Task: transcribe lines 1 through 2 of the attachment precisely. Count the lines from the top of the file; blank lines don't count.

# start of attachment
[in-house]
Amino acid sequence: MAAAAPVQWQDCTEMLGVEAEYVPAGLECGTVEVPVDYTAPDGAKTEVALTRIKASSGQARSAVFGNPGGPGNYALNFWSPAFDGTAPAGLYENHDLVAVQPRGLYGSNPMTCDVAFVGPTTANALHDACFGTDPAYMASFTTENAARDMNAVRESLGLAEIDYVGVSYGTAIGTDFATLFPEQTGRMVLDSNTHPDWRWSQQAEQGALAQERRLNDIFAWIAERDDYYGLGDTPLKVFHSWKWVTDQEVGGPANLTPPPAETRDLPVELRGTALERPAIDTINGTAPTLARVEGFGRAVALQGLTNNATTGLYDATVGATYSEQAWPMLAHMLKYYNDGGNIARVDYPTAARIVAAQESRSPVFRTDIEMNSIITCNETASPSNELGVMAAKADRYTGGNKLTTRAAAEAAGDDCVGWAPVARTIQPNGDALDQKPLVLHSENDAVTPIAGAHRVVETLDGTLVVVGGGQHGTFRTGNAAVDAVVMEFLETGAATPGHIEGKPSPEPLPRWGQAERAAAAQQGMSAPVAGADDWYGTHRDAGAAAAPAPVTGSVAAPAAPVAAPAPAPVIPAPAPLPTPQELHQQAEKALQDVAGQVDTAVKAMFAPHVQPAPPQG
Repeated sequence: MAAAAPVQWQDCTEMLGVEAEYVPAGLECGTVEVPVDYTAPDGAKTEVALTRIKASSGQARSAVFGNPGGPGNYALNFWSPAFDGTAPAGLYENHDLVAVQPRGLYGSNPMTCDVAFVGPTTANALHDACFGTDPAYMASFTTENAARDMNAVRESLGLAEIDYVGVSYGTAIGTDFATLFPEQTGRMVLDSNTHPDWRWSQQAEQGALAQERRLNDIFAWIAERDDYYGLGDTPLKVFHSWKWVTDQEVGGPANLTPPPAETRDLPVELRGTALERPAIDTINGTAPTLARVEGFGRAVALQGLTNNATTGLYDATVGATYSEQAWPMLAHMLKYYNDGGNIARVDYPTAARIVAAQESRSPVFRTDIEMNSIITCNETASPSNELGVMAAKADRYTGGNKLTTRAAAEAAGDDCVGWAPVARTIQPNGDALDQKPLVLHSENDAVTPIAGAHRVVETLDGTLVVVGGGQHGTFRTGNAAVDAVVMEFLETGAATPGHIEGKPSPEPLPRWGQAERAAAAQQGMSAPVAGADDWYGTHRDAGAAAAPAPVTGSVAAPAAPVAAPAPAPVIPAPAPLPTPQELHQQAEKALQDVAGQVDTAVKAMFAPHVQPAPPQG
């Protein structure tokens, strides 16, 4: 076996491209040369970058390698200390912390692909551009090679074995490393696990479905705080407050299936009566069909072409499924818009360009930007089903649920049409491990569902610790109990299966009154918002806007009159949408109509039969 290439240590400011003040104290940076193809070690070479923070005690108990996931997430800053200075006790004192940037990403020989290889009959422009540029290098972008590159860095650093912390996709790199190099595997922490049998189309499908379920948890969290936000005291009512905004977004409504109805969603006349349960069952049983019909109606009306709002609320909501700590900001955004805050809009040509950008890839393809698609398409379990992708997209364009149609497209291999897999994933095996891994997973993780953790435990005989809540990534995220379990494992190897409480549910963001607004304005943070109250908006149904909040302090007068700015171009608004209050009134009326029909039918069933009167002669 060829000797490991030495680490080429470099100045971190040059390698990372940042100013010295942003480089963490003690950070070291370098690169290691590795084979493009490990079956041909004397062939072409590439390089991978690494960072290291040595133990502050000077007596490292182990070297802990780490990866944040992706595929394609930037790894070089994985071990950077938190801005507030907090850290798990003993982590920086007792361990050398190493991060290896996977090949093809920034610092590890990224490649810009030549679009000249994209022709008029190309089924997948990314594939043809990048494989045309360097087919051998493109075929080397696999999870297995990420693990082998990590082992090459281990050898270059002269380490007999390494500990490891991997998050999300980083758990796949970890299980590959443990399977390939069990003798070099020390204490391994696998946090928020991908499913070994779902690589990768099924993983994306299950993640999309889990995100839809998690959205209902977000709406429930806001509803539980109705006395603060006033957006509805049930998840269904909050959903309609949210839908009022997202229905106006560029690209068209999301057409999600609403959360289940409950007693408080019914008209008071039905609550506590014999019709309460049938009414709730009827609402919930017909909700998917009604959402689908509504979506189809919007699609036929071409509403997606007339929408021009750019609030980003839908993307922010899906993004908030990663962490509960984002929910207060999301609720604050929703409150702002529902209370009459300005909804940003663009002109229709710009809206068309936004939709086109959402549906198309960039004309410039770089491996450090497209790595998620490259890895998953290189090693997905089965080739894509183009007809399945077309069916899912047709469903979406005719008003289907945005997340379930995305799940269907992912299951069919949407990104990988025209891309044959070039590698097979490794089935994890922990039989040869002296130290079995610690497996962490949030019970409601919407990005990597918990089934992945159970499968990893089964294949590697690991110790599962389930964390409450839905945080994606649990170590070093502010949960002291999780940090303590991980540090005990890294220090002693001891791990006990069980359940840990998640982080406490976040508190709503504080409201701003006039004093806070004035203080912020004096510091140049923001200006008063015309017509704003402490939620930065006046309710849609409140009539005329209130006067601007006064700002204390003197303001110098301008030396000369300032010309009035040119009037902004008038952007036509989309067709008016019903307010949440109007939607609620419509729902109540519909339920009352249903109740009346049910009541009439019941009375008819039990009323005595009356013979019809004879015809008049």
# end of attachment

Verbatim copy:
[in-house]
Amino acid sequence: MAAAAPVQWQDCTEMLGVEAEYVPAGLECGTVEVPVDYTAPDGAKTEVALTRIKASSGQARSAVFGNPGGPGNYALNFWSPAFDGTAPAGLYENHDLVAVQPRGLYGSNPMTCDVAFVGPTTANALHDACFGTDPAYMASFTTENAARDMNAVRESLGLAEIDYVGVSYGTAIGTDFATLFPEQTGRMVLDSNTHPDWRWSQQAEQGALAQERRLNDIFAWIAERDDYYGLGDTPLKVFHSWKWVTDQEVGGPANLTPPPAETRDLPVELRGTALERPAIDTINGTAPTLARVEGFGRAVALQGLTNNATTGLYDATVGATYSEQAWPMLAHMLKYYNDGGNIARVDYPTAARIVAAQESRSPVFRTDIEMNSIITCNETASPSNELGVMAAKADRYTGGNKLTTRAAAEAAGDDCVGWAPVARTIQPNGDALDQKPLVLHSENDAVTPIAGAHRVVETLDGTLVVVGGGQHGTFRTGNAAVDAVVMEFLETGAATPGHIEGKPSPEPLPRWGQAERAAAAQQGMSAPVAGADDWYGTHRDAGAAAAPAPVTGSVAAPAAPVAAPAPAPVIPAPAPLPTPQELHQQAEKALQDVAGQVDTAVKAMFAPHVQPAPPQG